RIO DE JANEIRO (Reuters) - Lilly King of the United States won the Olympic gold medal in the women’s 100 meters breaststroke on Monday, denying Russia’s Yulia Efimova who was greeted with resounding boos from the Rio de Janeiro crowd.
Katie Meili of the United States took the bronze, with London 2012 champion Ruta Meilutyte of Lithuania fading in the second length to finish seventh.
There were loud jeers before the start of the race for Efimova, who has twice been suspended for doping offences.
The 24-year-old world champion won a legal challenge last week to get herself reinstated to the Olympics, having previously been excluded because of her doping record.
King swam a strong first 50 meters and led at the turn, with Efimova well back in fourth place. The Russian surged forward in the second half of the race and appeared to be catching her rival, but King finished powerfully in an Olympic record time of one minute 4.93 seconds, with Efimova 0.57 seconds behind.
“It just proves that you can compete clean and still come out on top,” King said. Before leaving the poolside, she patted the Russian on the back.
Efimova, who after months of uncertainty learned only last Friday that she could compete, broke down after the race in front of reporters, crying into the arms of a friend.
“I can’t say that I’m happy, it’s just good that I was able to compete,” she said.
“I can’t remember the last time I slept properly ... I’ve been completely without sleep for the last month. The last three weeks in particular were horrendous.”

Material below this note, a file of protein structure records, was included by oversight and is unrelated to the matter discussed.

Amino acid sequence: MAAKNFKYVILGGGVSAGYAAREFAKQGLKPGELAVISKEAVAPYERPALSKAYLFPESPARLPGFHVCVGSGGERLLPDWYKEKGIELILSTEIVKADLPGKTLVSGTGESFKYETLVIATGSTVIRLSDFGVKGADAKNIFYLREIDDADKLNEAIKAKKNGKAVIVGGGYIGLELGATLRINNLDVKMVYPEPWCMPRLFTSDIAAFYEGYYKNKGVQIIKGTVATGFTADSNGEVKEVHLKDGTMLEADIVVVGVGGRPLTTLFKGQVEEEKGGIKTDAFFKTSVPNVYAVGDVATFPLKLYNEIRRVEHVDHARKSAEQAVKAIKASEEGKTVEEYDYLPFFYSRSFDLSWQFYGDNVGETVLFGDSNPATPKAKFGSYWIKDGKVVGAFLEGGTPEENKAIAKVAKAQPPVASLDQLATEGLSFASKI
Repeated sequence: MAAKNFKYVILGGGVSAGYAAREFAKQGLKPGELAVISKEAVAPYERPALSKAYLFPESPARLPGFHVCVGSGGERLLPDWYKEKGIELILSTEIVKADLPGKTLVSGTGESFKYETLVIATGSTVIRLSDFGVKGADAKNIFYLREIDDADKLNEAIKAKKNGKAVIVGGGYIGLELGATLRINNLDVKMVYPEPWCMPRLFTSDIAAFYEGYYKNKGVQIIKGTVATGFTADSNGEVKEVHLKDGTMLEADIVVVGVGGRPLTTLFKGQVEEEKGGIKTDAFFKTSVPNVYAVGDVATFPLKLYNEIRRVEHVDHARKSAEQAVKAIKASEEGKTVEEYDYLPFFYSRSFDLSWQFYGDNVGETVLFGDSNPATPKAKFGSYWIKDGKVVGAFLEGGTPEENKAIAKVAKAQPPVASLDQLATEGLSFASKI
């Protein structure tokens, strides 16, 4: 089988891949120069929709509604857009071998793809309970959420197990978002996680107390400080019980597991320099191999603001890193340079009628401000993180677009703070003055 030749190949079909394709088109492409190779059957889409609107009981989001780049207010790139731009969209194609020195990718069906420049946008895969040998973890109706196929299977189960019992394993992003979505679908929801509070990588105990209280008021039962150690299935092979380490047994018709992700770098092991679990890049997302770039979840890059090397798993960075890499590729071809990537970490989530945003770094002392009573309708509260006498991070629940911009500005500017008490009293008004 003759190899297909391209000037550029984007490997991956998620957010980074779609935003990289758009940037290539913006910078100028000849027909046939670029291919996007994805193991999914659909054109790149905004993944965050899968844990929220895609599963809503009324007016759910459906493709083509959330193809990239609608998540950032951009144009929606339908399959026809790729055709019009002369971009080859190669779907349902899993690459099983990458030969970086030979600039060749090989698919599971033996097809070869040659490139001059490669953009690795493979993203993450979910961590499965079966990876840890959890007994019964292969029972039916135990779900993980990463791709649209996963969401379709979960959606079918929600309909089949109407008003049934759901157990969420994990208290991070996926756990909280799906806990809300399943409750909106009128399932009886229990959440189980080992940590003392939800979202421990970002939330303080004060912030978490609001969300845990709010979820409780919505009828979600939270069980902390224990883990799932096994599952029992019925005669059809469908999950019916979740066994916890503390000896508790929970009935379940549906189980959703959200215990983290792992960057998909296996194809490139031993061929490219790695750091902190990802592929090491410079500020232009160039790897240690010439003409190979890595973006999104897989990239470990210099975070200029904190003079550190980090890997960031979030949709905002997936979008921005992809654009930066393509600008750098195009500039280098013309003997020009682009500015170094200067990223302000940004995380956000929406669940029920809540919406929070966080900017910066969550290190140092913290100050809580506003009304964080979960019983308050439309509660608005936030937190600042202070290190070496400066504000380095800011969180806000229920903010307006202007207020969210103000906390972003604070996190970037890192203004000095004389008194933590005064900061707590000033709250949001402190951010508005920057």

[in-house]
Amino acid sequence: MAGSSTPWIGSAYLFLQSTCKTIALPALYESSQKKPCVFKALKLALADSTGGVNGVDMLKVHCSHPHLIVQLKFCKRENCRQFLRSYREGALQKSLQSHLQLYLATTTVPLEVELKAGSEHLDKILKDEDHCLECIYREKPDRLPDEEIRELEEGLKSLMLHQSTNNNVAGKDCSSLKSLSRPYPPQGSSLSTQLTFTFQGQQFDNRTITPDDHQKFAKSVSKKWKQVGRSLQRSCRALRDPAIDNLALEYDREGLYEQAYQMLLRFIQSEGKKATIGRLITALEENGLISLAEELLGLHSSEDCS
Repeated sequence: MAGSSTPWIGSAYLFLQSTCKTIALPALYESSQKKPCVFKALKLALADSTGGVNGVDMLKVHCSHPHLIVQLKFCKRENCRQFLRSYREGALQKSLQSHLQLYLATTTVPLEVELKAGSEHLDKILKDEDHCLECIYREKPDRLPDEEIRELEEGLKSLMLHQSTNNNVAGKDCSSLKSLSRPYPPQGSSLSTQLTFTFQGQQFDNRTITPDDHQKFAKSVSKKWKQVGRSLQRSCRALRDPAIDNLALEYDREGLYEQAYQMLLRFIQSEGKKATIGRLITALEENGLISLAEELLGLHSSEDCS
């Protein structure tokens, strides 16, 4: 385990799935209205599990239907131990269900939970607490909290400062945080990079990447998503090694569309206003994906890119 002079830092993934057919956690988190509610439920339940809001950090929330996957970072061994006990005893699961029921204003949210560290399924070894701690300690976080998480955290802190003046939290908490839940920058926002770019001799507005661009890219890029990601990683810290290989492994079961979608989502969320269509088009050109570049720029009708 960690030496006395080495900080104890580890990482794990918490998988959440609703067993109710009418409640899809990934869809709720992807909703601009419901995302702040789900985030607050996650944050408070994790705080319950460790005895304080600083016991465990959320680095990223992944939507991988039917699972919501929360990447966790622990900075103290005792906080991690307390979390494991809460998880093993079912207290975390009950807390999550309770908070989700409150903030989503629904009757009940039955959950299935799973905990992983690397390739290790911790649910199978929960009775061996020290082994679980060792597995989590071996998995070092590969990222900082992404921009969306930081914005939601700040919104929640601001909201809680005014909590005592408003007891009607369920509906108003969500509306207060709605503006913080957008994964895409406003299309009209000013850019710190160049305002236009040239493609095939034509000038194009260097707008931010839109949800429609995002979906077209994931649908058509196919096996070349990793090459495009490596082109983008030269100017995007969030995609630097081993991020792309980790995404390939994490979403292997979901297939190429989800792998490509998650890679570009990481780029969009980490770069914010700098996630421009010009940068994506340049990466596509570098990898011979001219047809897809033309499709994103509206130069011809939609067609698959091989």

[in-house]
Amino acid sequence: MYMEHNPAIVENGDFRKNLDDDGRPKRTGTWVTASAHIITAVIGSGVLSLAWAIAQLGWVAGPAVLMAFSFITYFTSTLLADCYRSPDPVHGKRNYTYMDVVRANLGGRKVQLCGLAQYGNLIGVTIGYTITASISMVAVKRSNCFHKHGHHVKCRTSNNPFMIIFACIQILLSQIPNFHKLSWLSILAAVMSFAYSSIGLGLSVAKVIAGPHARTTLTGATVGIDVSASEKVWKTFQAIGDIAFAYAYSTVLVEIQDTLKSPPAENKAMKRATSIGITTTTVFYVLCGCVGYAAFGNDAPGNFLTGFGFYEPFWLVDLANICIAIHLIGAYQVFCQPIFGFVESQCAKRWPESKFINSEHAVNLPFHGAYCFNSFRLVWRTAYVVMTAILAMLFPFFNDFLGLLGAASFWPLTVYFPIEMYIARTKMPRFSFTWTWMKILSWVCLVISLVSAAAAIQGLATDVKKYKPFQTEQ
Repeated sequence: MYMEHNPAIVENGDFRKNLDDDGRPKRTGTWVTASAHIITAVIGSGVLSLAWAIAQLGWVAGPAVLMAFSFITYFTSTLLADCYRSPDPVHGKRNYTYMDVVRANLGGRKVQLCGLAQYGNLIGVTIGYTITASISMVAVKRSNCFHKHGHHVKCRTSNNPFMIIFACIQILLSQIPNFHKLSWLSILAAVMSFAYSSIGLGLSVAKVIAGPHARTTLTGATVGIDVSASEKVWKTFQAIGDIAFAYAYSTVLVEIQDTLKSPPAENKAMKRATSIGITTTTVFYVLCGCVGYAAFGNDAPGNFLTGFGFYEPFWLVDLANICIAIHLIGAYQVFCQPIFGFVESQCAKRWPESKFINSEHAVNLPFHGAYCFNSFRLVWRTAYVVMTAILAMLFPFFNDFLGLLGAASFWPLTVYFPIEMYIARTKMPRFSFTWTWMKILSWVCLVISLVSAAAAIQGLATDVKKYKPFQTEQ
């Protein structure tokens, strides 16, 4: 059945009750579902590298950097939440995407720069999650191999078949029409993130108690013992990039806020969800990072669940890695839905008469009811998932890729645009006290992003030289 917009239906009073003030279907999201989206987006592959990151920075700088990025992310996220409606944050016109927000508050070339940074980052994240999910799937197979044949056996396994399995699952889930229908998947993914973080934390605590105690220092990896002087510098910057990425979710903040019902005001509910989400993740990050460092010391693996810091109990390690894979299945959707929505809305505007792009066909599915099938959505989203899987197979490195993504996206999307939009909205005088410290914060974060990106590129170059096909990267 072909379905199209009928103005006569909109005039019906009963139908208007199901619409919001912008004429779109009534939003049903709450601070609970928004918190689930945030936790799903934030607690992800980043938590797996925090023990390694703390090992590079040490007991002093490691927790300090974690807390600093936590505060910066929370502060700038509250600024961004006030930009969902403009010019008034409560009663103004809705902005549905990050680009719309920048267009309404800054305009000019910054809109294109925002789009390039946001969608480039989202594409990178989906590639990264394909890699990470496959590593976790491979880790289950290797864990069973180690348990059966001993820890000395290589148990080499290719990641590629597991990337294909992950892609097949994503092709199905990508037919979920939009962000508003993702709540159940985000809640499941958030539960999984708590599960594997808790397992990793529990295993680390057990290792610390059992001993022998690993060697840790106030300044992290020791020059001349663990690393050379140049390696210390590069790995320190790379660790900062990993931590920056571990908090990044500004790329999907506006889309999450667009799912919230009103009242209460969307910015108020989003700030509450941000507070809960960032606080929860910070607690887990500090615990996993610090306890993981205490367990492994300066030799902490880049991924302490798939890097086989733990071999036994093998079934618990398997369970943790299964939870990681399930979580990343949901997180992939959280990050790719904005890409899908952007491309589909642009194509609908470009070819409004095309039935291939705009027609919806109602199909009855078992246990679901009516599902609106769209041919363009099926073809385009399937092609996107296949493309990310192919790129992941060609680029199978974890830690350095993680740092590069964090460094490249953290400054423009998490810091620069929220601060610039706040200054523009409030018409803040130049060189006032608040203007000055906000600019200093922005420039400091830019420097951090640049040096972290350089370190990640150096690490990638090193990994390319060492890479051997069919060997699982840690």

The Russian said had wanted to win gold to prove her critics wrong.
“That’s why I’m so upset that I didn’t manage it, I knew that lots of people were counting on me.”
After the victory ceremony, the two Americans wrapped themselves together in the Stars and Stripes flag, while Efimova stood awkwardly to the side.
The margin was more comfortable than in the heats and semi-finals, where King had beaten her rival by 0.01 and 0.02 seconds respectively. Efimova was also jeered at both those swims.
Revelations of state-sponsored Russian doping overshadowed the build-up to the Olympics and led to more than 100 competitors being excluded, including the country’s entire athletics and weightlifting teams.
Russia was banned on Sunday from the Paralympics that will follow.
Efimova was one of several Russians who successfully argued in legal appeals last week that having served their original doping suspensions, they should not be punished again for the same offense by being barred from Rio.
She was banned between October 2013 and February 2015 after testing positive for traces of the anabolic steroid DHEA, and also briefly suspended after testing positive for meldonium this year.
Editing by Greg Stutchbury